Decoupling of economic growth from CO2 emissions in Yangtze River Economic Belt cities

Kejun Li, Ya Zhou*, Huijuan Xiao, Zeng Li, Yuli Shan

*Corresponding author for this work

Research output: Contribution to journalArticlepeer-review


Cities play significant roles in mitigating global climate change and formulating low carbon roadmaps. As the first regional strategy that prioritizes green development, the Yangtze River Economic Belt (YREB) is an economic circle along the Yangtze River, stringing up 11 provinces and municipalities from west to east of China. The huge regional heterogeneity in terms of economic development, size, and structure in YREB cities need differentiated emission reduction strategies and low-carbon development pathways. This study compiled the CO2 emission inventories of 85 cities in the YREB for the first time and explored the decoupling of economic growth from CO2 emissions at the city level. The results show that CO2 emissions of YREB cities increased at an annual average rate of 5.1% from 2005 to 2017, and 85 YREB cities emitted 44% of national total CO2 emissions and contributed 41% of national GDP in 2017. 61% of cities dominated by high-tech and service industry achieved decoupling between economic development and emissions before 2009 and are moving forward to a stronger decoupling state. 25% of cities achieved decoupling after 2009 and these post-decoupling cities took the heavy industry and light industry as their leading industries. Resource-based cities with slow economic development and high CO2 emissions changed from decoupling to negative decoupling or coupling. The proposed differentiated low-carbon development pathways for YREB cities could provide references for cities at different stages to achieve decoupling of GDP from CO2 emissions and emission reduction goals.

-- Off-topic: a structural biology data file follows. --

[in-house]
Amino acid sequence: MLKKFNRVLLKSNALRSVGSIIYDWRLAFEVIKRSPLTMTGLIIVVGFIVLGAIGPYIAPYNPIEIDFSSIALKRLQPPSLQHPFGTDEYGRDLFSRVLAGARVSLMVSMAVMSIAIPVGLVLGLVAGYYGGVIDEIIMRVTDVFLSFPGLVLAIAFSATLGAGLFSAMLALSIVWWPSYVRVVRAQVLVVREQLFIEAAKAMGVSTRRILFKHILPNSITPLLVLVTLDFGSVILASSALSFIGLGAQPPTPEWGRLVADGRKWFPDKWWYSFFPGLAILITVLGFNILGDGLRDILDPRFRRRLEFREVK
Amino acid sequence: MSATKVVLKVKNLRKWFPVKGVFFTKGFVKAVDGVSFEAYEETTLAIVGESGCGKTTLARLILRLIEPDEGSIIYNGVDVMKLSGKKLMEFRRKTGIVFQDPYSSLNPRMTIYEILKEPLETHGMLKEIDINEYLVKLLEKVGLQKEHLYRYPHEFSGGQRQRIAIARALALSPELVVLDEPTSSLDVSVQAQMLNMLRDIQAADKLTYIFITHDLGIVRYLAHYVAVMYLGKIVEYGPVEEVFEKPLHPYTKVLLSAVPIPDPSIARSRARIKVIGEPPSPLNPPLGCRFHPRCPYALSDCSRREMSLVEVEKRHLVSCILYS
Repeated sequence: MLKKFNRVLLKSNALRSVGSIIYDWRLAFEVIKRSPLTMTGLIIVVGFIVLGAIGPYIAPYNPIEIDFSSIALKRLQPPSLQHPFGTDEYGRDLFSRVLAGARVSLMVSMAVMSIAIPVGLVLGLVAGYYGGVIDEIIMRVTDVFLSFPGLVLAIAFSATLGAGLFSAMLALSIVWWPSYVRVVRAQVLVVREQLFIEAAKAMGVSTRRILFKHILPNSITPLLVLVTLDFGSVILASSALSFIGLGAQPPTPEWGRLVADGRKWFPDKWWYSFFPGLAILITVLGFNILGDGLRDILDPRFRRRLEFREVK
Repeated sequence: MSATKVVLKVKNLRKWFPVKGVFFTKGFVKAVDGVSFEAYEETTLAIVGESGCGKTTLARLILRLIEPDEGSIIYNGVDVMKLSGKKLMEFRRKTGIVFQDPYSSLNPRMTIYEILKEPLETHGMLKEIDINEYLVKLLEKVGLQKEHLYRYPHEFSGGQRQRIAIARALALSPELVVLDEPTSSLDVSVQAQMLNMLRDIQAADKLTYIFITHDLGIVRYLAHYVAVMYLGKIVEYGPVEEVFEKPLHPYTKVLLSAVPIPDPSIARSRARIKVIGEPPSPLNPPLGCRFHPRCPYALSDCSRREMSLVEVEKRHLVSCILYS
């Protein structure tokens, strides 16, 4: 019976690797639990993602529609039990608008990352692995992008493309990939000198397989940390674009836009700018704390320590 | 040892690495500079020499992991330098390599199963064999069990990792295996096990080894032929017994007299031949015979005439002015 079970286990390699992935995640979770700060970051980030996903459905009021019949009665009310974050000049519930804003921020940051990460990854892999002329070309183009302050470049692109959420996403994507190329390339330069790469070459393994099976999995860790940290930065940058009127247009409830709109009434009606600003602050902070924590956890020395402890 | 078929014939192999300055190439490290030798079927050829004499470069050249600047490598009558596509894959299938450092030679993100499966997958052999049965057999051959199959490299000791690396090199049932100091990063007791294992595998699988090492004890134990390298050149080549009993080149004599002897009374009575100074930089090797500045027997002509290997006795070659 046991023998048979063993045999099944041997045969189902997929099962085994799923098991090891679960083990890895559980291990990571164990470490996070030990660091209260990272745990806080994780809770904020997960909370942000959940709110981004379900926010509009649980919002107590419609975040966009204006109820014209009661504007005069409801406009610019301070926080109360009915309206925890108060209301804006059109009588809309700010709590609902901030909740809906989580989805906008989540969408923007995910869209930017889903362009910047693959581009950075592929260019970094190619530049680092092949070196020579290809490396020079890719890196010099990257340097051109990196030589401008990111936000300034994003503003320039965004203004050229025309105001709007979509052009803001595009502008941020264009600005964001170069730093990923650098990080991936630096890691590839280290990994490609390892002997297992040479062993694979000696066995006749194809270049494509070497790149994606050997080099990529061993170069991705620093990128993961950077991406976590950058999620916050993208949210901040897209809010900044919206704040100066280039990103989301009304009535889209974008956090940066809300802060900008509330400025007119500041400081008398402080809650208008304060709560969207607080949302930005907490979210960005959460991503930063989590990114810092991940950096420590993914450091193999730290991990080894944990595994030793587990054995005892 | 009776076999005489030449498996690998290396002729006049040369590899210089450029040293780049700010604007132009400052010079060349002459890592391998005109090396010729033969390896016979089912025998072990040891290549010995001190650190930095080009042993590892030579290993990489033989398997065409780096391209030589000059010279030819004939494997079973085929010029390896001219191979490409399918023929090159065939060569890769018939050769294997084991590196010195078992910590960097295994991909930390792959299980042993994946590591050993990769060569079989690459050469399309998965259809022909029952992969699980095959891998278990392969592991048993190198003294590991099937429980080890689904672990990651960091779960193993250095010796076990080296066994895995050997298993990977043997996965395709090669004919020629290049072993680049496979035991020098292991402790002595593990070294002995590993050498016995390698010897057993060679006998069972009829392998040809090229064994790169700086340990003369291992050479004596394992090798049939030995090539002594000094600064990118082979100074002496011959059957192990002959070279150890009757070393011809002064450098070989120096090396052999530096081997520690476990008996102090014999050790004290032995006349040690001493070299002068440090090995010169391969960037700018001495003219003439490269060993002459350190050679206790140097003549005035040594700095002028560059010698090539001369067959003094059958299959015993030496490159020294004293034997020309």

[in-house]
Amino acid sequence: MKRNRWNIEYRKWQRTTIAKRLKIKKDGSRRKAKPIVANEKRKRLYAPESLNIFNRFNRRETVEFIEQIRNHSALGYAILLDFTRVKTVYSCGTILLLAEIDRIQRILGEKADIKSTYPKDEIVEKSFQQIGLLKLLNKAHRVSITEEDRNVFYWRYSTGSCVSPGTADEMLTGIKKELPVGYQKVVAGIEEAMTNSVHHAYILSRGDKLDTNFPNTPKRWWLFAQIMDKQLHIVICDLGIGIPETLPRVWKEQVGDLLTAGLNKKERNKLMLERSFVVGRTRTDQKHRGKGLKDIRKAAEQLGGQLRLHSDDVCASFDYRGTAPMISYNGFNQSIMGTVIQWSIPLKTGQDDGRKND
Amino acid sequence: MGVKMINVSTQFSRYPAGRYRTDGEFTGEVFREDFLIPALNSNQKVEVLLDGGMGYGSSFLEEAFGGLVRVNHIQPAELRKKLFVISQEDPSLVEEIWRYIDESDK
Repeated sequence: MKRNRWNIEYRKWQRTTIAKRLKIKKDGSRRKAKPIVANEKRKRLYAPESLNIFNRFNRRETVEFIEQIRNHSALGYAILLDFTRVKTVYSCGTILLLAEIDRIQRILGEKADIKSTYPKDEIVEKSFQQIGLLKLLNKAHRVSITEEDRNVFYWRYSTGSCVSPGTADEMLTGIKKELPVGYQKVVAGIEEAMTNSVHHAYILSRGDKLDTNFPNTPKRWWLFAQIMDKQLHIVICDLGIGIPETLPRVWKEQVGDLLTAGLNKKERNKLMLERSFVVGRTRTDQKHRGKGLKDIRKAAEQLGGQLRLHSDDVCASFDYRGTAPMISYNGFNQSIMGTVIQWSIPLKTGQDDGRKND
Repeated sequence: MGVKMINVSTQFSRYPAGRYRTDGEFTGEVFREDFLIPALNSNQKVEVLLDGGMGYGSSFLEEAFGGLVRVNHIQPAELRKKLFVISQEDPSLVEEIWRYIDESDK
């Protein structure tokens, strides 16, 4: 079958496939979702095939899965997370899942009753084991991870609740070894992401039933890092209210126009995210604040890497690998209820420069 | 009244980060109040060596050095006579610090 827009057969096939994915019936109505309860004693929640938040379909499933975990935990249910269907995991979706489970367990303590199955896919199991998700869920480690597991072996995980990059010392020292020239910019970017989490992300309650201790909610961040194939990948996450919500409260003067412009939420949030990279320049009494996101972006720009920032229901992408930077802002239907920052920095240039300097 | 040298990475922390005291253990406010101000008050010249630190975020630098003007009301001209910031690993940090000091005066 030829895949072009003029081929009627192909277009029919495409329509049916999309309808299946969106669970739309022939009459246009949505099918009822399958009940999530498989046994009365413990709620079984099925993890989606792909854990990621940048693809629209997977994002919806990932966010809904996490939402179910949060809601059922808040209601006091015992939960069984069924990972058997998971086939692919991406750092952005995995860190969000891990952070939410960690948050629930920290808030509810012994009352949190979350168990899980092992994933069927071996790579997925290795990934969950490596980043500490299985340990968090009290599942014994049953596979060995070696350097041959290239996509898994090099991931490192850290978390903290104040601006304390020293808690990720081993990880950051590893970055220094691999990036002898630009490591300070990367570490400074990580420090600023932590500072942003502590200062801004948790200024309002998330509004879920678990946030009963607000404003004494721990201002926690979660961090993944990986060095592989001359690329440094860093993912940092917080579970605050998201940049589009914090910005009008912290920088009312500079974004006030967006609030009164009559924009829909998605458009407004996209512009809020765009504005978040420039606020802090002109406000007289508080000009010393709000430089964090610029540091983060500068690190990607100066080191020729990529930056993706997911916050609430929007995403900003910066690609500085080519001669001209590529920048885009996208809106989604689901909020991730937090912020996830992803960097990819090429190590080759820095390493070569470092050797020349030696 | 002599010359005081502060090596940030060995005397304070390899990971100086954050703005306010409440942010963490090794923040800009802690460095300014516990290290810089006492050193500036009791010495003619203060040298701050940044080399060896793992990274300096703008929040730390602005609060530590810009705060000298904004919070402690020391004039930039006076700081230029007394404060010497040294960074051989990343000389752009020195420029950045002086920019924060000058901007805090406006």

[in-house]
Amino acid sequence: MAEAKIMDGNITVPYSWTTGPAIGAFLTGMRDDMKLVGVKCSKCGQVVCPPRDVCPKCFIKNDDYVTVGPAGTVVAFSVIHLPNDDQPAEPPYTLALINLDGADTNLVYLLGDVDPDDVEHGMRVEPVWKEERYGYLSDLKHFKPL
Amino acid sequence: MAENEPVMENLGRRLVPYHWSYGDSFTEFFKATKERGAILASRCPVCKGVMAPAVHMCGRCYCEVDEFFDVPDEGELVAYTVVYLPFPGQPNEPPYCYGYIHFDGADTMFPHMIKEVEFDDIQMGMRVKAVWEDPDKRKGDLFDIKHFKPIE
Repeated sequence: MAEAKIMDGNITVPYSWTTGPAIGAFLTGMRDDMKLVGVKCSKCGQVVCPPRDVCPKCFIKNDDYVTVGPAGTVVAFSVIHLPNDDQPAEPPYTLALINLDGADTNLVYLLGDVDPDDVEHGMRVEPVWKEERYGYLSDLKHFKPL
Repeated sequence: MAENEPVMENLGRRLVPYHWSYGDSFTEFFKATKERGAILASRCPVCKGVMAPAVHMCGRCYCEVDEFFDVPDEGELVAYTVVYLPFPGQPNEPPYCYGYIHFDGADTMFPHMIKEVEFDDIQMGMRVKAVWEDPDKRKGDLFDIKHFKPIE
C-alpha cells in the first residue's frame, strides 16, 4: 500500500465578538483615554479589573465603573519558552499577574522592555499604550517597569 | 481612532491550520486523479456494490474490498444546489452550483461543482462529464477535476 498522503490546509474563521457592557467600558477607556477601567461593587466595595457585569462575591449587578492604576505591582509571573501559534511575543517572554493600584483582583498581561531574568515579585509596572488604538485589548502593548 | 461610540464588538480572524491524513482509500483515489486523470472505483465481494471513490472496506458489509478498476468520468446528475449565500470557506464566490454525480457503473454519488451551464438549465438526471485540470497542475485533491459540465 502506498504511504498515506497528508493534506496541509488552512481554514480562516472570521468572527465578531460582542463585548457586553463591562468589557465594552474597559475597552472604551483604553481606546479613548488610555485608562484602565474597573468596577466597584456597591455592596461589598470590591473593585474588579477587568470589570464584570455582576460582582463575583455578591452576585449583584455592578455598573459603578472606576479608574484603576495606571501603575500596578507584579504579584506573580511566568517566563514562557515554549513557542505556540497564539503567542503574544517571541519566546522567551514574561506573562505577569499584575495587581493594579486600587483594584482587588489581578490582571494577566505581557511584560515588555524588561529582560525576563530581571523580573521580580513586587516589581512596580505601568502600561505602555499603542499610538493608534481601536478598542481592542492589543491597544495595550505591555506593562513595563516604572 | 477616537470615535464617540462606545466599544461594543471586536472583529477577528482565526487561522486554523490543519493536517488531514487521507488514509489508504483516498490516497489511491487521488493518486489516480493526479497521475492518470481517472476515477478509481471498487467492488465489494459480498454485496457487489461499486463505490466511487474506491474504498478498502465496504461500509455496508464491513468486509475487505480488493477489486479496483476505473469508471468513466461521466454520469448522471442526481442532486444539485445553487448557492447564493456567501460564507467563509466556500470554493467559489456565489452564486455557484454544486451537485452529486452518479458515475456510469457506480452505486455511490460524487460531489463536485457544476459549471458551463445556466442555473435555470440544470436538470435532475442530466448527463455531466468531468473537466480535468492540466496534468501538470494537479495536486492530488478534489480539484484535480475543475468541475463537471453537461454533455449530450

Original languageEnglish
Article number145927
Number of pages10
JournalScience of the Total Environment
Early online date18 Feb 2021
Publication statusPublished - 25 Jun 2021


  • Yangtze River Economic Belt
  • CO2
  • emissions
  • Decoupling
  • Low-carbon development pathways
  • Cities


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